A new report from the Clean Energy Regulator has shed new light into the emerging market for carbon abatement in Australia, as market insiders warn that the Morrison government will need to paying much more for future emissions reductions.
In a new report on the state of Australia’s carbon and environmental markets, the Clean Energy Regulator has detailed the history of the Emissions Reduction Fund, a carbon market administered by the Clean Energy Regulator through the issuance of Australian Carbon Credit Units (ACCUs).
The primary purchaser of ACCUs has been the Federal government, after the then Abbott government initiated the “Direct Action Plan”, which saw the carbon price scraped, and replaced with a program whereby the government directly purchased emissions abatement.
To date, most abatement recognised under the program has been issued to vegetation projects, including avoided deforestation projects and plantations.
In February, the Morrison government allocated an additional $2 billion to purchase around 100 million tonnes of abatement through to 2030. The government, however, has struggled to find abatement to purchase, due to a reluctance to pay much more than $15 per tonne for abatement under the program.
After a series of comparatively successful auctions in the early years of the scheme, the government appears to have exhausted the supply of cheap carbon abatement. The most recent auction, held in June this year, was a disaster for the Morrison government, netting just 59,000 tonnes of abatement.
The Emissions Reduction Fund, to be rebranded as the Climate Solutions Fund, represents the bulk of federal government action to reduce emissions, with the government purchasing emissions reductions under the scheme.
Both the Regulator, and Federal energy minister Angus Taylor, tried to shift the blame for the poor result, saying it was due to a timing clash with the Federal election.
However, RenewEconomy has been told by industry participants that the election would only have had a minor impact on the auction result and that a price cap imposed by the Regulator was likely to be the key reason so little abatement was purchased at the auction.
“This auction cycle ran over the election period – Labor took a policy of abolishing the ERF to the election, which constrained project development and auction registration,” Taylor said.
The Regulator said that the election timing had “temporarily suppressed” the supply of abatement available to purchase.
“We have a statutory duty to purchase abatement at the lowest cost,” the Regulator said in the carbon market report.
“In practice, this means we will buy up the long run supply curve and the price is likely to rise somewhat over time as it did at auction nine. However, it is not the role of the agency to buy up the short run supply curve, when it appears that abatement supply is temporarily suppressed.”
“But it is not my job to buy up the short-run supply curve. I won’t chase small amounts of abatement at high prices when supply has been temporarily suppressed. The election period was in the middle of the auction process and it looks like this reduced quantities that were bid into the auction,” CEO and Chair of the CER David Parker told RenewEconomy.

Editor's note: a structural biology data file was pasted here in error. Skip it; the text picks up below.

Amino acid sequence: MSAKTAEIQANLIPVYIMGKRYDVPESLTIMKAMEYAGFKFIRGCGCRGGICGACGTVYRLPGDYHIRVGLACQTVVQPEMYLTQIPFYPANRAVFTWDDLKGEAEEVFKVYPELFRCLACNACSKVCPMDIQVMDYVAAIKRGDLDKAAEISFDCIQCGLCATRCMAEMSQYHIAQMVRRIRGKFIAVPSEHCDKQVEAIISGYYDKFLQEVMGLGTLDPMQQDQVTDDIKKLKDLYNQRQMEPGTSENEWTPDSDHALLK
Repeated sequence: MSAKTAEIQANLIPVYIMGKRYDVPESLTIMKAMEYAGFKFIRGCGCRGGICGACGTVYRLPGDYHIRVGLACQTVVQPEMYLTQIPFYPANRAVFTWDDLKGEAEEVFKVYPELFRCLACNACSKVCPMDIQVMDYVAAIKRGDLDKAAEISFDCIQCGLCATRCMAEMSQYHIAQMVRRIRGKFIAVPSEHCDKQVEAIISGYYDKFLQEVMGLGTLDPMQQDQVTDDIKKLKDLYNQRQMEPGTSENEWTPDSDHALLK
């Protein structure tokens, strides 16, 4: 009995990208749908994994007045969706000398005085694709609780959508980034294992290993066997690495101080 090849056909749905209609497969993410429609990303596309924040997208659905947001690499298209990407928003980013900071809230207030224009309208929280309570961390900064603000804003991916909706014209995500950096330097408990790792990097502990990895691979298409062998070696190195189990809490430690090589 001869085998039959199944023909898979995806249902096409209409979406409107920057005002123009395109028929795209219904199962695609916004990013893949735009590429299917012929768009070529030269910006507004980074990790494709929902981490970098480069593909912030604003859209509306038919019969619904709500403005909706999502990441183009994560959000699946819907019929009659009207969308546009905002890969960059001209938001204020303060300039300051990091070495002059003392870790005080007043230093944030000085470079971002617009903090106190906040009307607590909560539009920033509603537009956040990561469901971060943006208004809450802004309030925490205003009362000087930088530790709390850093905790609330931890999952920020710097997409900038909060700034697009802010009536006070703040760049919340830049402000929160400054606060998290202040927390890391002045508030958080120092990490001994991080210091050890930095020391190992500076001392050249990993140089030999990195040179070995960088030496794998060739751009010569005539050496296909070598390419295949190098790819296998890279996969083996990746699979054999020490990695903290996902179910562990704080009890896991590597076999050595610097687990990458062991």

However, carbon market insiders have also told RenewEconomy that ample supply of abatement is available to the regulator, but it will need to meet the price necessary to make the projects viable, which could be as much as $20 per tonne.
Recently, ACCU prices have nudged above $16 per tonne, and are expected to increase reflecting the growing scarcity of supply, as the cheapest sources of abatement are used up.
To date, around 200 million tonnes of abatement have been contracted under the Emissions Reduction Fund, set to be delivered over the 15-years between 2015 and 2030.
Market advisory firm Reputex warned as much back in March, before the auction was held, that the Clean Energy Regulator’s approach to the Emissions Reductions Fund auctions would lead to a ‘collapse’ in the amount of abatement purchased as the Regulator would be scraping the bottom of the barrel of cheap abatement.
“The success of the government’s ERF/CSF scheme – and future ACCU price dynamics – rests with the Regulator, with the continued deployment of a low contract price cap likely to continue to limit abatement contracting, while the more efficient deployment of a higher price cap may unlock higher abatement levels, and better support Australia’s longer term emissions reduction target,” Reputex said.
“Should the Regulator ease restrictions on the participation of higher cost abatement – allowing contract prices to rise toward $20 per tonne – modelling indicates that the handbrake on ERF contracting would be released.”
Unless the Regulator changes its stance, and becomes open to paying higher prices for carbon abatement, serious questions remain over the ability of the Morrison government to deliver on the additional 100 million tonnes of carbon abatement expected of the Climate Solutions Fund.
While Australia currently lacks a dedicated carbon pricing mechanism, there is a small and emerging market for carbon abatement, that has grown to become a multi-billion market for environmental units.
A small volume of ACCUs has also been used under the Safeguard mechanism, imposed on industrial emitters, but excluding the electricity sector. However, due to the fairly relaxed nature of the Safeguard Mechanism, that imposes a relatively ineffective “cap” on industrial emissions, demand for ACCU abatement under that program has been low.
Former Origin Energy CEO and president of the Business Council of Australia Grant King was appointed to an “expert panel” to find additional sources of abatement under the Climate Solutions Fund, but little is publicly known about the review or its terms of reference.
The Clean Energy Regulator expects to run the next emissions abatement auction in March 2020.